Science Inventory

Acute Toluene Exposure alters expression of genes associated with synaptic structure and function

Citation:

HESTER, S. D., A. Johnstone, W. K. BOYES, P. J. BUSHNELL, AND T. J. SHAFER. Acute Toluene Exposure alters expression of genes associated with synaptic structure and function. Presented at Society of Toxicology 49th Annual meeting, Salt Lake City, UT, March 07 - 11, 2010.

Impact/Purpose:

results show that TOL alters transcription of proteins in pathways associated with synaptic structure and function, and are consistent with previously-known effects of TOL on ion channels and synaptic transmission. (This abstract does not reflect EPA policy

Description:

Toluene (TOL), a volatile organic compound, is a ubiquitous air pollutant of interest to EPA regulatory programs. Whereas its acute functional effects are well described, several potential modes of action in the CNS have been proposed. Therefore, the genomic response to acute TOL exposure was investigated in rat CNS to investigate further the potential pathways mediating its acute neurological effects. Adult male Long-Evans rats inhaled clean air or 1000 ppm of TOL vapor for 6 hrs. Brains were collected either zero or 18 hrs after removal from the exposure chambers (n=6 / group / time). Total mRNA was extracted from the striatum of each brain and hybridized to Rat 230A Affymetrix arrays. Statistical analyses using ANOYA + FDR .05 showed 226 and 3352 genes altered in the TOL-exposed groups relative to controls at the 0-and 18-hr times, respectively. Relative to controls, a common set of genes was differentially expressed at both time-points, including genes for scaffold proteins that couple NMDA receptors to metabotrophic glutamate receptors and genes in pathways associated with long-term potentiation. Analysis of the response at 0 hr showed differential effects of TOL on expression of transcripts for calcium and potassium channel subunits, induction of genes for early growth response (Egr2, involved in the onset of myelination) and GABA-ergic neurotransmission. The signature at 18 hrs showed marked effects on transcripts associated with synaptogenesis, EphrinB receptors (associated with dendritic spine morphogenesis), and GABA-receptor life cycling. These results provide evidence that genomic responses begin during 6 hrs of TOL inhalation and are enhanced 18 hrs later. These results show that TOL alters transcription of proteins in pathways associated with synaptic structure and function, and are consistent with previously-known effects of TOL on ion channels and synaptic transmission. (This abstract does not reflect EPA policy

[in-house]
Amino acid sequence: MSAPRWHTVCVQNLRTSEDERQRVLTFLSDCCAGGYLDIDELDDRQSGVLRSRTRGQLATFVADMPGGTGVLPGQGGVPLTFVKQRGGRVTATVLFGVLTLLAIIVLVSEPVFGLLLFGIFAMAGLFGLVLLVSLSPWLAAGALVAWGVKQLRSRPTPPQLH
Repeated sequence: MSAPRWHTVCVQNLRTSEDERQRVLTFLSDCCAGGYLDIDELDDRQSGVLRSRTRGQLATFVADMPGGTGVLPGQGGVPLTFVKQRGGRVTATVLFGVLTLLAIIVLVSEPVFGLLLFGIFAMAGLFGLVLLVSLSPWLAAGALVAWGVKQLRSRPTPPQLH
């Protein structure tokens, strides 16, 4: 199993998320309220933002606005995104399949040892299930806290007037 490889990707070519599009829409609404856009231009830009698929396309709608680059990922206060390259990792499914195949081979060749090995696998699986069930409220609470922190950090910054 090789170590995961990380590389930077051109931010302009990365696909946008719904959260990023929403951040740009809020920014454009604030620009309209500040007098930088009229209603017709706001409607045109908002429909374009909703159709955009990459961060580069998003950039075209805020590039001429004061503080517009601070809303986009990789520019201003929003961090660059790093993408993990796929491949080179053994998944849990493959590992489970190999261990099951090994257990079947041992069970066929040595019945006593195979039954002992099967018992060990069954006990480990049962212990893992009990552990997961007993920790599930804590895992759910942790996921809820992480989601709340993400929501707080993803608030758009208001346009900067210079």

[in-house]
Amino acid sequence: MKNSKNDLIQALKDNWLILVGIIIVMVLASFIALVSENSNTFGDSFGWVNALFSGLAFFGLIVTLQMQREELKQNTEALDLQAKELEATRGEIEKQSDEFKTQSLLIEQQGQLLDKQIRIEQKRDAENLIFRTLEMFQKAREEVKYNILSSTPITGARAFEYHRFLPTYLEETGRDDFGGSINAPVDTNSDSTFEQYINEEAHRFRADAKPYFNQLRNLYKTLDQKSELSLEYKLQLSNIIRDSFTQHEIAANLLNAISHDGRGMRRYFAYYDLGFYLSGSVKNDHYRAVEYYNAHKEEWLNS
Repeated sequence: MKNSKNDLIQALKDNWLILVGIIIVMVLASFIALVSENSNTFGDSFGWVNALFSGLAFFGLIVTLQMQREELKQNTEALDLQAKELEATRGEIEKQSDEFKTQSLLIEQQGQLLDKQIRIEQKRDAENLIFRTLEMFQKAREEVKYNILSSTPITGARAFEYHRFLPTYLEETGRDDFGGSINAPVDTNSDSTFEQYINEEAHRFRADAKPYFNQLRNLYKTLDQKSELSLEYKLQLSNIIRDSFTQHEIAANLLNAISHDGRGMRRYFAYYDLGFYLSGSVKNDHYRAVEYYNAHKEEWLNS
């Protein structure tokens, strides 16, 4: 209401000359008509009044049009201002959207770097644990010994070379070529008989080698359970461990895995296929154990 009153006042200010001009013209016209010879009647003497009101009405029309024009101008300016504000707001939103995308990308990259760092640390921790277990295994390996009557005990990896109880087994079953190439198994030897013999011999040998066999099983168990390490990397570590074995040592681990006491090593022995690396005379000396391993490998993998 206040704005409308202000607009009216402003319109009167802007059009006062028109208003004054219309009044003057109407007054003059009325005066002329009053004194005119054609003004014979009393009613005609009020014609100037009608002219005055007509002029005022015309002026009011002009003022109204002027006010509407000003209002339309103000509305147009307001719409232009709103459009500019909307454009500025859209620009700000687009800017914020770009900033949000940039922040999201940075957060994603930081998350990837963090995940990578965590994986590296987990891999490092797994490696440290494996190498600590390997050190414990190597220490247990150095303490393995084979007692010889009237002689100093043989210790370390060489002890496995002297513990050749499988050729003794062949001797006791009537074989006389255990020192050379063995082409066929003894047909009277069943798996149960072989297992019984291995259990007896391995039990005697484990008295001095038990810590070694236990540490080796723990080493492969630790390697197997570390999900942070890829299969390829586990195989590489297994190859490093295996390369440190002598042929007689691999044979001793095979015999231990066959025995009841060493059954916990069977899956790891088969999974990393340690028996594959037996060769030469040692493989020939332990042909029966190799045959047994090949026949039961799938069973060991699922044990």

Record Details:

Record Type: DOCUMENT (PRESENTATION/ABSTRACT)
Product Published Date: 03/07/2010
Record Last Revised: 03/09/2010
OMB Category: Other
Record ID: 216995

Organization:

U.S. ENVIRONMENTAL PROTECTION AGENCY

OFFICE OF RESEARCH AND DEVELOPMENT

NATIONAL HEALTH AND ENVIRONMENTAL EFFECTS RESEARCH LABORATORY

INTEGRATED SYSTEMS TOXICOLOGY DIVISION

SYSTEMS BIOLOGY BRANCH